Conceived by Salt Lake Tribune automotive editor Bill Rishel, Bonneville became a reality in August 1914, when racing idol Teddy Tetzlaff went full throttle to set a land speed record on brine near the old Salduro rail station.
"Rishel believed this race course [the predecessor to Bonneville] would rival the Indianapolis Speedway," wrote automotive enthusiast Robert Rampton. "Built on a surface with unlimited potential for speed, the venue would make Utah the center of the speed world to which automobile companies would flock to test machines and set records."
But to get paying spectators to travel the 115 miles from Salt Lake City to the speedway, Rishel spent years promoting construction of a new highway, now Interstate 80, that followed the Western Pacific Railroad grade. Promising endorsements by the American Automobile Association, he persuaded national racing promoter Ernie Moross who had been successfully headlining car shows in Salt Lake City and Ogden to join the effort in 1914.
In July, Western Pacific railed Moross's crew and equipment to Salduro. While racers "Terrible" Teddy Tetzlaff, Billy "Coal Oil" Carlson, and Wilbur D'Alene and his Marmon Wasp traversed the salt pan and "ambushed" passing trains to the delight of their passengers, Salt Lake civil engineer, Frank Jacobs, surveyed the flats to create an official course.
The challenges were many. "Utah's high altitude and thin atmosphere caused carburetor problems, especially vexing among the temperamental Maxwells," Rampton wrote. "But surprisingly, the moist salt clinging to the tires caused no heat or chaffing to the expensive casings."
With the official race set for Aug. 12, The Salt Lake Telegram reported that a Western Pacific excursion train, with "two Pullmans, two coaches and a buffet car," transported 200 paying spectators at $25 each. Included in the group were Utah Gov. William Spry and Salt Lake City Mayor Samuel Park.
Before arriving, Rishel grudgingly accepted the AAA's decision to sanction only a half-mile record attempt. "Mirages caused by the shimmering surface heat prevented the timers from seeing one another at a mile distance," Rampton explained.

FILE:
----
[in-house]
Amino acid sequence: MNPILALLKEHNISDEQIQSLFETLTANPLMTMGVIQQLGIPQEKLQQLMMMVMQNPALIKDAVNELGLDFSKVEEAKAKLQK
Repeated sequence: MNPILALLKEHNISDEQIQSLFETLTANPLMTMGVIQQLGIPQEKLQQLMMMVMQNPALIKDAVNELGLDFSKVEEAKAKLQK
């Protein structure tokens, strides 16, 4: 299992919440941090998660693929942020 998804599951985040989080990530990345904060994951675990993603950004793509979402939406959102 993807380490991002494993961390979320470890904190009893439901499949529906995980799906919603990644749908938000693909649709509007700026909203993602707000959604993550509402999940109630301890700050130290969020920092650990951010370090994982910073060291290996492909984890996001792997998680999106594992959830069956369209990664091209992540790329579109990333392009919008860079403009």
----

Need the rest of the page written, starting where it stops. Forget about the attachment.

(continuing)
At 2 p.m., the affable Moross greeted the gallery and announced the various cars and drivers through his pigskin megaphone.
Tensions ran high, but never more so than during the finale, when Tetzlaff signaled the tow car to take him, mechanic Dominic Basso, and the Blitzen Benz onto the salt.
The Benz began rough before it and the crowd roared.
As Tetzlaff gained speed and changed gears, Basso worked the hand pumps to keep the oil and gas tanks pressurized.
Suddenly, the Benz' front end shuddered. "For a split second," Rampton wrote, "Tetzlaff considered aborting. Instead, crouching as low as he could safely go, he opened the throttle as far as it would go."
Traveling at 142.85 mph, the Benz hurtled past the first flagman and then the second, covering a mile in 25.2 seconds."
"Besting the standing record by 1/5 of a second, it seemed Tetzlaff was the new Speed King of the World," Rampton wrote.
But sanctioned only for a half a mile, officially, he wasn't.
Historian Eileen Hallet Stone is the author of Hidden History of Utah, a compilation of her Living History columns in The Salt Lake Tribune. She may be reached at firstname.lastname@example.org. Special thanks to Robert L. Rampton for his input and expertise.